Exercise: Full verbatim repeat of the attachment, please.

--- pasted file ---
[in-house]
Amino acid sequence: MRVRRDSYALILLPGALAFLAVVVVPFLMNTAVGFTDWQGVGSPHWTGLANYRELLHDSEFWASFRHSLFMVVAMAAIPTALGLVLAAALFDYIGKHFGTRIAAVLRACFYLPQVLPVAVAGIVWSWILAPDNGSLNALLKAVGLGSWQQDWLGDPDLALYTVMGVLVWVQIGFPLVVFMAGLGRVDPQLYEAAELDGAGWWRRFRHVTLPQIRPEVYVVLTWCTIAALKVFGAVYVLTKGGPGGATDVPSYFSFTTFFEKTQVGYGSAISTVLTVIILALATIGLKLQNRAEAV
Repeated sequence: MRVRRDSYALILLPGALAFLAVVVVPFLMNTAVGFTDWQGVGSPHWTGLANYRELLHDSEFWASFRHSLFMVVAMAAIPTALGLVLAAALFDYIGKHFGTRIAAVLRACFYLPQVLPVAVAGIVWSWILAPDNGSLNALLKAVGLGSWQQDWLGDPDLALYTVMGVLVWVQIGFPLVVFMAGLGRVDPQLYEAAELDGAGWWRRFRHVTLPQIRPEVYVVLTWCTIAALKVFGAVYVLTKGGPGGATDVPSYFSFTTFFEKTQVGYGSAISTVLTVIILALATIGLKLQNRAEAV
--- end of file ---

[in-house]
Amino acid sequence: MRVRRDSYALILLPGALAFLAVVVVPFLMNTAVGFTDWQGVGSPHWTGLANYRELLHDSEFWASFRHSLFMVVAMAAIPTALGLVLAAALFDYIGKHFGTRIAAVLRACFYLPQVLPVAVAGIVWSWILAPDNGSLNALLKAVGLGSWQQDWLGDPDLALYTVMGVLVWVQIGFPLVVFMAGLGRVDPQLYEAAELDGAGWWRRFRHVTLPQIRPEVYVVLTWCTIAALKVFGAVYVLTKGGPGGATDVPSYFSFTTFFEKTQVGYGSAISTVLTVIILALATIGLKLQNRAEAV
Repeated sequence: MRVRRDSYALILLPGALAFLAVVVVPFLMNTAVGFTDWQGVGSPHWTGLANYRELLHDSEFWASFRHSLFMVVAMAAIPTALGLVLAAALFDYIGKHFGTRIAAVLRACFYLPQVLPVAVAGIVWSWILAPDNGSLNALLKAVGLGSWQQDWLGDPDLALYTVMGVLVWVQIGFPLVVFMAGLGRVDPQLYEAAELDGAGWWRRFRHVTLPQIRPEVYVVLTWCTIAALKVFGAVYVLTKGGPGGATDVPSYFSFTTFFEKTQVGYGSAISTVLTVIILALATIGLKLQNRAEAV